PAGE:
We invite the iEARN community to join the chat this weekend and share their stories of connecting their classrooms globally

The Global Classroom Project

This month’s topic comes to us courtesy of David Potter (@iearnusa) in California. 

Eating Frogs for Global Classrooms

Last week’s Global Education Conference generated a boatload of future #globalclassroom chat topics! The sessions were remarkable: inspiring, thought-provoking, entertaining, spontaneous, classroom-friendly, and inclusive of all time zones, ages, and viewpoints.

Throughout the week, I kept thinking, why aren’t thousands of classrooms worldwide joining these totally awesome free, anytime, anywhere sessions this week? And, more to the point, why aren’t millions of teachers and students collaborating with partners worldwide every day? As @ktvee put it during #ntchat:


Perhaps not that easy for most educators yet, but after this December’s #globalclassroom chat, maybe easier!

The chat topic title comes from a nifty Global Education Conference keynote by the awesome social meda maven Beth Kanter. While discussing procrastination, Beth asked us to “eat that frog,” as explained by author Brian Tracy:

An old saying…

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3 thoughts on “

  1. Hello everybody.
    As mentioned above, the GEC was a new “school” for the teachers and we learned a lot. I think it would be a great idea to continue the tradition and join the IEARN community to share ideas at the weekend. I would like to meet teachers from different parts of the world.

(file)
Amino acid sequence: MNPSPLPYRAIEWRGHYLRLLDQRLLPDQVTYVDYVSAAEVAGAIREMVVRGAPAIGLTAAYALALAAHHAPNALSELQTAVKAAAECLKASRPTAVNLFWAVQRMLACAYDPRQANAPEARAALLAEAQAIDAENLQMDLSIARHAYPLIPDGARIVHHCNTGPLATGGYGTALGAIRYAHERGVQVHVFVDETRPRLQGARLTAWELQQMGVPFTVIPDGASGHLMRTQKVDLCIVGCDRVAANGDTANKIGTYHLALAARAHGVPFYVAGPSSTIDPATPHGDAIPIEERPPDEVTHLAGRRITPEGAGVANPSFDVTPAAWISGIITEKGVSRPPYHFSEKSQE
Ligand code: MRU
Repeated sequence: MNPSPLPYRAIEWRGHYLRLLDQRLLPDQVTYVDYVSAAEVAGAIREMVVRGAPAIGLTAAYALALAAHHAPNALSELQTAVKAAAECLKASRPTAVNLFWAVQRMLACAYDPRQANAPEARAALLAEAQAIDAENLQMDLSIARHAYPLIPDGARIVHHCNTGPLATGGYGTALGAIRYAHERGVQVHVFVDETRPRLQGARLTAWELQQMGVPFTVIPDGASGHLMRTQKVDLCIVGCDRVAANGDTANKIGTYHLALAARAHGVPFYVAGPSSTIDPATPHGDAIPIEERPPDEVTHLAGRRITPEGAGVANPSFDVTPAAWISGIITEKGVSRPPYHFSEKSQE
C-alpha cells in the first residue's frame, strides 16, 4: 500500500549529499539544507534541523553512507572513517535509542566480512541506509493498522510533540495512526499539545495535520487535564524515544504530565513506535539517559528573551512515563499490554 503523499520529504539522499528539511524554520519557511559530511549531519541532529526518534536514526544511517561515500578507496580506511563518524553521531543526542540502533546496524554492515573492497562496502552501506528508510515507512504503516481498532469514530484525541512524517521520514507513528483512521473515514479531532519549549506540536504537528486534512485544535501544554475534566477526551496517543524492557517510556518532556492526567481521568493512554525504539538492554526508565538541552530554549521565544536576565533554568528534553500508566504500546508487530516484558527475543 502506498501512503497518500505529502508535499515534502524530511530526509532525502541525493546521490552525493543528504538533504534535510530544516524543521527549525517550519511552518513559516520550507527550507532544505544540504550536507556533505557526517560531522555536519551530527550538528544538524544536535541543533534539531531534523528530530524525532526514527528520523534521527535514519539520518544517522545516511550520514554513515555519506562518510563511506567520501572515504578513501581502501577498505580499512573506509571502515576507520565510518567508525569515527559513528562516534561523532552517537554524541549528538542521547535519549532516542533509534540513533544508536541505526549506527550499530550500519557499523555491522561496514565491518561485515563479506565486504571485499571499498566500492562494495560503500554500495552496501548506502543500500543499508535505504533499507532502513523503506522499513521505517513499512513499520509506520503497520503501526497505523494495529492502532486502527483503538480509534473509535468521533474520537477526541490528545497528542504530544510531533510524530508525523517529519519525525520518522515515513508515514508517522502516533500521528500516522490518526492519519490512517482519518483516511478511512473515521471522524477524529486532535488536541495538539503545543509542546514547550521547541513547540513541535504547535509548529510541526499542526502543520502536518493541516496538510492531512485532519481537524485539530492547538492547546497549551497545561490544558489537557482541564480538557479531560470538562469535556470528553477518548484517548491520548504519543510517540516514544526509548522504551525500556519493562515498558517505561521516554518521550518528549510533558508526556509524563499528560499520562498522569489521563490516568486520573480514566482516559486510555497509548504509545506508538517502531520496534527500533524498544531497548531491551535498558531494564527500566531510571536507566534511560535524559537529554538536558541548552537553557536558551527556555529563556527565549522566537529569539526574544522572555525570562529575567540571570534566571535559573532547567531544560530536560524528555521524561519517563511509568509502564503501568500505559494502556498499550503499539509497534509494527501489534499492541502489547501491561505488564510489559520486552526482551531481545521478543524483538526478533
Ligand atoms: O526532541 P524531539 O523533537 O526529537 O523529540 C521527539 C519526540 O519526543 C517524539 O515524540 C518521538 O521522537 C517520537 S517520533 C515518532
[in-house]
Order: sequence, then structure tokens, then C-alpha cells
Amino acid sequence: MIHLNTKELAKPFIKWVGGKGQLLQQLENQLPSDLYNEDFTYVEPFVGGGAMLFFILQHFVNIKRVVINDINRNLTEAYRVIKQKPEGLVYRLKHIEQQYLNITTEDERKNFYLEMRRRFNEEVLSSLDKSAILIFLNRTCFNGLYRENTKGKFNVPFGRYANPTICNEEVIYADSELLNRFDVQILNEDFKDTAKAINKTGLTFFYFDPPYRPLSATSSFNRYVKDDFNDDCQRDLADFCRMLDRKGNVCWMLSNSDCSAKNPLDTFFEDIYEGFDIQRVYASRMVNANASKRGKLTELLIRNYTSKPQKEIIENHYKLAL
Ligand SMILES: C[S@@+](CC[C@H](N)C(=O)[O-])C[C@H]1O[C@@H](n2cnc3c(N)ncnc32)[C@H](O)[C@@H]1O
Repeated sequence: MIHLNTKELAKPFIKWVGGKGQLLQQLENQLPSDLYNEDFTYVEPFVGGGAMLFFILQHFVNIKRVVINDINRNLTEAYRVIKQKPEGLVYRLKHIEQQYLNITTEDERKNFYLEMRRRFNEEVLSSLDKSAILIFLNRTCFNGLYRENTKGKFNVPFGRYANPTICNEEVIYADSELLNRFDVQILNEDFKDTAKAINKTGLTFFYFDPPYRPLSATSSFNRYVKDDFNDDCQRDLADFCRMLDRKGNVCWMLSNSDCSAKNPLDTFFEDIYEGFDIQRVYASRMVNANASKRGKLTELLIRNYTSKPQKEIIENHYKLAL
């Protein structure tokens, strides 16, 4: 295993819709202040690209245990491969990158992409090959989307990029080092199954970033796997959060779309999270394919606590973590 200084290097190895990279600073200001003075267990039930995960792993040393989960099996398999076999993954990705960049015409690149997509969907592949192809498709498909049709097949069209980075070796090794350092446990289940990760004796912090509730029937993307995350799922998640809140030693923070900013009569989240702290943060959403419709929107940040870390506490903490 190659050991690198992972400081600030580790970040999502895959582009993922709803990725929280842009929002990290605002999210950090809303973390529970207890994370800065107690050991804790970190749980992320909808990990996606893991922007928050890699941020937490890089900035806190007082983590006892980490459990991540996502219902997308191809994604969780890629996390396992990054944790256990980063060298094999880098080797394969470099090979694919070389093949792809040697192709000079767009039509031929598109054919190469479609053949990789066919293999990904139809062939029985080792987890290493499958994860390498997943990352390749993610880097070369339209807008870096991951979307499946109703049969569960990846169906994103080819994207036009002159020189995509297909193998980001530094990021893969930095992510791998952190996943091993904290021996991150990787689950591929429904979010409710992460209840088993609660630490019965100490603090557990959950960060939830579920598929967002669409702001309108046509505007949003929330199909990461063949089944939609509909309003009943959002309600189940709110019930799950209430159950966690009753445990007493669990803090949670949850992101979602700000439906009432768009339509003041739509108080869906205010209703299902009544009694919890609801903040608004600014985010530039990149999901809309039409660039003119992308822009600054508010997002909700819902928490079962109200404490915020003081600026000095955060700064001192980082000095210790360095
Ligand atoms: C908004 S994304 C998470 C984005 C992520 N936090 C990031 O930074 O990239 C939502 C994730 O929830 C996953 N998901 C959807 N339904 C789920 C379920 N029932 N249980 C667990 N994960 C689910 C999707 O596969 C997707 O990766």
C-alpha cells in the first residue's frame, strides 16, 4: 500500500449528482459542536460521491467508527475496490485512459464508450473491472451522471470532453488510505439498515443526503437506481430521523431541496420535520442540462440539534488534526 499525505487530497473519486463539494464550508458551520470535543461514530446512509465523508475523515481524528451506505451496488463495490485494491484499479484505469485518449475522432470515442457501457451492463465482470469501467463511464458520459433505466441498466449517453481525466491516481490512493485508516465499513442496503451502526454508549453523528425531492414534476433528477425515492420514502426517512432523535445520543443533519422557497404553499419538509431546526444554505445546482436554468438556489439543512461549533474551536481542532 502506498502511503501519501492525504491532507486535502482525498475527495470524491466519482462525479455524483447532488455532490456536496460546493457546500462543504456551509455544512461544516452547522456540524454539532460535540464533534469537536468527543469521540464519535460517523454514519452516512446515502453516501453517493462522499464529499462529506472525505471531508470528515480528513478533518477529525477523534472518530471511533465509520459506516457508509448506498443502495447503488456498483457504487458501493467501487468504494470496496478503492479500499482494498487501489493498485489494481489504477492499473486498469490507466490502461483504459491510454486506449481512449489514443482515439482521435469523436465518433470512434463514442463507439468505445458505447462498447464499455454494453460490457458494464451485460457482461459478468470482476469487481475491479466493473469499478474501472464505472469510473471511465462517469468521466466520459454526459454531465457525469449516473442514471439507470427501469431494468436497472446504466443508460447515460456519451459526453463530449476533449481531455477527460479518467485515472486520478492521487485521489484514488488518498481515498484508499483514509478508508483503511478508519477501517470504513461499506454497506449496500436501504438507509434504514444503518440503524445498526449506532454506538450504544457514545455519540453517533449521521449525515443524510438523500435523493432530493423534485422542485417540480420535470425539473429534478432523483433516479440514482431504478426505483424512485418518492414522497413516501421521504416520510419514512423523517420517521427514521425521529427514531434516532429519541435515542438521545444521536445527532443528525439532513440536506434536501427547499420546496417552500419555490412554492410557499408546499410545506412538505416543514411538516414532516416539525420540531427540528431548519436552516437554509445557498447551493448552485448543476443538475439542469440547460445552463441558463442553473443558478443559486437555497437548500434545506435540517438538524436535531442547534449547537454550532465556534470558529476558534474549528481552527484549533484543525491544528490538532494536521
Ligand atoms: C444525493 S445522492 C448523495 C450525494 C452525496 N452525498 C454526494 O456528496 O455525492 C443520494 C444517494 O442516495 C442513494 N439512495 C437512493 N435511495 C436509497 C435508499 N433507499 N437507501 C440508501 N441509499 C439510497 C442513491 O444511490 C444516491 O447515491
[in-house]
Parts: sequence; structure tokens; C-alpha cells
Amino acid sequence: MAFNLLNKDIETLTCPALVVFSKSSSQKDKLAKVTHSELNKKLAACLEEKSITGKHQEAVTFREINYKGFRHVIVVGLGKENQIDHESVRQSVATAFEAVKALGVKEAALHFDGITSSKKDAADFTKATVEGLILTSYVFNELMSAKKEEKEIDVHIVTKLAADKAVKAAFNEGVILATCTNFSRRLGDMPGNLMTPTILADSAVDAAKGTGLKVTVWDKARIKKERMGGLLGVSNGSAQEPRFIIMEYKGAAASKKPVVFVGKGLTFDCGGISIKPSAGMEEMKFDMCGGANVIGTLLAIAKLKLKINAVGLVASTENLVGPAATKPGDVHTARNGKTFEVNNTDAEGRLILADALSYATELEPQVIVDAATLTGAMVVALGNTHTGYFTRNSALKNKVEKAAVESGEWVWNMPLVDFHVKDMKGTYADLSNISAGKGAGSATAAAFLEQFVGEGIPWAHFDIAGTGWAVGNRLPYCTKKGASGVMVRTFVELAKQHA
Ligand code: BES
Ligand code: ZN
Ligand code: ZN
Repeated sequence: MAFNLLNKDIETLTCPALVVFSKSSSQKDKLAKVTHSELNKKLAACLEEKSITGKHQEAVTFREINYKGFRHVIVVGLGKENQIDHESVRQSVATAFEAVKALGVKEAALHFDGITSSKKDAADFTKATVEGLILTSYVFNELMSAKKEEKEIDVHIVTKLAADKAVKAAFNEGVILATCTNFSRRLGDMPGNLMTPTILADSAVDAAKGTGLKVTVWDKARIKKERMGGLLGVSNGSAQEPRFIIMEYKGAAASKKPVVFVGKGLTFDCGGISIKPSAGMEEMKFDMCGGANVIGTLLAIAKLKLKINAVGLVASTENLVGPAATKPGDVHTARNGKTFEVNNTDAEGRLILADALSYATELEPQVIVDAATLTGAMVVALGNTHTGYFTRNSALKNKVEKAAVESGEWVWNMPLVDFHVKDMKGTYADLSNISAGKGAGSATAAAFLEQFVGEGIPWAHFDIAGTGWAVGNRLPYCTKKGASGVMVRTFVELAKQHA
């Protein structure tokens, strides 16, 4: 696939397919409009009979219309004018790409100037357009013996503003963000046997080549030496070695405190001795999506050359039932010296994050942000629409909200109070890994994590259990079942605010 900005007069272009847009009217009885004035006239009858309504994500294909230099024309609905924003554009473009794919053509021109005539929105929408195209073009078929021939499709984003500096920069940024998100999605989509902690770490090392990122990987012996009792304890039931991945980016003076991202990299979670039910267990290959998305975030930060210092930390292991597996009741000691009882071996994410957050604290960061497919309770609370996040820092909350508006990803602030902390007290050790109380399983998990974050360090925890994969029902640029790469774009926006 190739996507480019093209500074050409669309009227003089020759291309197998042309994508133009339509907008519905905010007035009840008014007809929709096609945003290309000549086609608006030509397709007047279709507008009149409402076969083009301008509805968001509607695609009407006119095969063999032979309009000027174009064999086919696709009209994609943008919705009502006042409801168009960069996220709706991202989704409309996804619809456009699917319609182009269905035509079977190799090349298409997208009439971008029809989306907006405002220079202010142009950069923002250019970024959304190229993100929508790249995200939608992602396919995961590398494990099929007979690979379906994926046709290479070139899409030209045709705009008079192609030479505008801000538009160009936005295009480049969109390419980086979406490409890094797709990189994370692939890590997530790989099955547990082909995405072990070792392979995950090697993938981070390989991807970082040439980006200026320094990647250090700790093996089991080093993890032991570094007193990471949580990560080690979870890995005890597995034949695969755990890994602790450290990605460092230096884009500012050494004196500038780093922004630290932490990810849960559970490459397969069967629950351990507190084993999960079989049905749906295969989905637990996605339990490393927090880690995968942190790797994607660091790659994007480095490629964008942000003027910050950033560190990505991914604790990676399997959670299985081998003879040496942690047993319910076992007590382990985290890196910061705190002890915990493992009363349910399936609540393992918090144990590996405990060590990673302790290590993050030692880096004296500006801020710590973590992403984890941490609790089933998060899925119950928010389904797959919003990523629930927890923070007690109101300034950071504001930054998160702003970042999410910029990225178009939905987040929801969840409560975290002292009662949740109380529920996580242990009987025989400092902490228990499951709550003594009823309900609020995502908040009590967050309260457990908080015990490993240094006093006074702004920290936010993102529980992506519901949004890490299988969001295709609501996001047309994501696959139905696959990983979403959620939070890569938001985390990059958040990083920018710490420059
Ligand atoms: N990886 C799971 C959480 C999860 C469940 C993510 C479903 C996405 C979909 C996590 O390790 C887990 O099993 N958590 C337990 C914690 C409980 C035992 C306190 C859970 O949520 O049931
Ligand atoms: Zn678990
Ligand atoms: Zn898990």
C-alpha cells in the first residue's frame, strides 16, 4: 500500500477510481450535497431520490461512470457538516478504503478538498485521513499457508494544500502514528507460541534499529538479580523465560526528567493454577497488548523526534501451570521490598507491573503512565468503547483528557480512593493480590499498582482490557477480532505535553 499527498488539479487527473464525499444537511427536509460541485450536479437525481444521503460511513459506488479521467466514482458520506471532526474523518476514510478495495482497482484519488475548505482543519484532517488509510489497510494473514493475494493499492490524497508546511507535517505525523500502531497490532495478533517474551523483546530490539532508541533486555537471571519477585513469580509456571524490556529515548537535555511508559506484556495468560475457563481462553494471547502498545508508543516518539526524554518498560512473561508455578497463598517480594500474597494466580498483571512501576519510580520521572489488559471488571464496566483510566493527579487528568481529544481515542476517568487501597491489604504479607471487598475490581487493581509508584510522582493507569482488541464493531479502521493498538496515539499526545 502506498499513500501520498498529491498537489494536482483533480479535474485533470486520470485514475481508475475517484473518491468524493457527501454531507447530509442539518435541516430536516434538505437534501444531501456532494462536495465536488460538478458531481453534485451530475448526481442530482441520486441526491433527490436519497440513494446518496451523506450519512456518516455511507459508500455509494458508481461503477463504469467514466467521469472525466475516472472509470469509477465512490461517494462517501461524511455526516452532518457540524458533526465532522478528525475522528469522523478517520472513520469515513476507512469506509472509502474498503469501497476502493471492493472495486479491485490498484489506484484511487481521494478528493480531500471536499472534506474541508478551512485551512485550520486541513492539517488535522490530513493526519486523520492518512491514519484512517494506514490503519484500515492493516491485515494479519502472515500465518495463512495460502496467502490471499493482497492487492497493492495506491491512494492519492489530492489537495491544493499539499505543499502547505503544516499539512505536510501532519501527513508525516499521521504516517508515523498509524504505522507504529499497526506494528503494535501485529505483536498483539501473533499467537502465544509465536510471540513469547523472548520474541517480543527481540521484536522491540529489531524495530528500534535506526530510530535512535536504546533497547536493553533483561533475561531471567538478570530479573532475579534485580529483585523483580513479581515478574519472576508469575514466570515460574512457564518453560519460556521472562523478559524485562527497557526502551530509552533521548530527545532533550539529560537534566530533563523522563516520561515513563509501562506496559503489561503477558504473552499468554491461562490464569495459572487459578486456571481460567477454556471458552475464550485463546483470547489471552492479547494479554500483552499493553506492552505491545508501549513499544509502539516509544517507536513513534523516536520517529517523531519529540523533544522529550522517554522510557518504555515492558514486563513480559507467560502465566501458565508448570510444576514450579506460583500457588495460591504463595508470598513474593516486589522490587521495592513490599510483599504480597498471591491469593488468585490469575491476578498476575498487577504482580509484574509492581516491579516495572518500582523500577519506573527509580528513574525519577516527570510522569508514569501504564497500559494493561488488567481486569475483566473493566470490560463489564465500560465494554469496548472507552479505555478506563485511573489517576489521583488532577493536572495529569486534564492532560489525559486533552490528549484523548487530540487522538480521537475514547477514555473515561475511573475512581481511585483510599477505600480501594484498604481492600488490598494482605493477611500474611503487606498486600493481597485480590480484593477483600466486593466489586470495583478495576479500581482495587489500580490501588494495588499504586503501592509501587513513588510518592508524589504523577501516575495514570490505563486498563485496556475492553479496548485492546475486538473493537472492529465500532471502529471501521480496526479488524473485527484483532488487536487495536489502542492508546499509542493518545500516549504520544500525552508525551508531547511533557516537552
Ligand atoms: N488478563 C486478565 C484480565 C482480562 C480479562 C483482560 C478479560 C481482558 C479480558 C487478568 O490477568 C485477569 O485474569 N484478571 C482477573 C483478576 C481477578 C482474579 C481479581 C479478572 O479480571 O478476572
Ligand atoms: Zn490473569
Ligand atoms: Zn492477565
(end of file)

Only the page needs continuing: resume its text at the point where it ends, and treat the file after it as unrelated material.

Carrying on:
2. Always fearing that no-one will respond to the chat questions, we were delighted to see the keen interest in this topic – all caused by frogs! There was humour, jokes, riddles, legal requirements, recipes, pictures of frog dishes but best of all some real sharing of the frogs that people do have in their classroom and ways to remove them. Sebastian in India related how they have lost their frogs – so much learning happening. People came out of the woodwork and created one of the best chats that I have seen! The hour was up before we had dealt fully with all the questions. Thanks for your creative topic and look forward to future ideas of yours!

    1. Thanks, Anne!

      The first chat was very engaging too– we didn’t come close to getting through our list of questions. Furthermore, we had some technical difficulties, which made the chat somewhat asynchronous. But this made our hour just that much better, in a way, because we had to work hard to make it work, just like teachers worldwide every day. Also, loved to “eating elephants” metaphor that evolved from the eating frogs theme. #globalclassroom are really something! Thanks for your part of making them so good.

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